I increased my business 75 per cent in just six months and I had fun while I was doing it. You can do it too.
The keys to my success were (1) getting out and meeting people and (2) taking steps to set my business apart from the competition.
It started with having the best product available. This piece is important for retaining your customers once you get them. If you don’t have the best it had better be the cheapest, but it is much more rewarding to compete on quality.
Having the best product wasn’t enough, though, because not a lot of people knew about it. I spent 3 1/2 years working in my business instead of on my business. When I spoke with people, they’d say, “I’ve heard about your place… where is it?” Needless to say, that isn’t a very good recipe for growth.
Things started to change when I got involved in the community. For me, it happened when I became a part-time business adviser for the Umpqua Community College Small Business Development Center. As a business adviser, I was meeting and helping people to improve their businesses, I was involved in committees and I was attending networking activities. Each person I met was a potential customer.
The great part about this is that I wasn’t soliciting, I wasn’t selling. Sales is a field that takes a special person and I’m not that at all. When I showed interest in other people, they showed interest in me. They’d ask me what I do and I’d tell them. It is fun talking about what you are passionate about. People want to interact with the people around them. It is all very natural.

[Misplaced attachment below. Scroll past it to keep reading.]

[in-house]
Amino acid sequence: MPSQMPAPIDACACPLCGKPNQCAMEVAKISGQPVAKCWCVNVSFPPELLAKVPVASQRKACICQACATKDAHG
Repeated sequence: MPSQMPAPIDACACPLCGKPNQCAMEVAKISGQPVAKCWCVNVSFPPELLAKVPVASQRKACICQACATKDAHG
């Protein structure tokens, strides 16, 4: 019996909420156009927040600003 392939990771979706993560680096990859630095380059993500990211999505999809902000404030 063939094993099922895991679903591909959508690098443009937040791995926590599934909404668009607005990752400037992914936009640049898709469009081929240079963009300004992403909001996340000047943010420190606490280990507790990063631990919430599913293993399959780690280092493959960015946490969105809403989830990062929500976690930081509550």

And do you know what else is great? Everyone you talk to knows a bunch of people, and if you leave a good impression in their minds, they are going to mention you or your business the next time the occasion arises.
The other significant thing I did was doing something that set my business apart. For me, it involved selling draft microbrew beer to go. This is something that is becoming popular around Oregon and the United States as a whole. What is your “beer to go”?
When you set yourself apart you need to go big. I started with a 15-tap system and recently increased it to 30 taps so now I have more taps than anyone else in Douglas County. I am also exclusively featuring microbrews. These steps created a “wow.”
The result was that I went from selling a few hundred dollars worth of bottled beer a month to several thousand dollars worth of draft beer. My customers are getting to experience something new and exciting while they visit and I finally get to start paying off some of my debt.
So what can you do to set yourself apart? What can you do to meet people in the community? Come down to the Umpqua Business Center and setup a free advising session with me or another great adviser.
Sam Gross is owner of Logger’s Pizza in Roseburg and is an adviser for the UCC Small Business Development Center.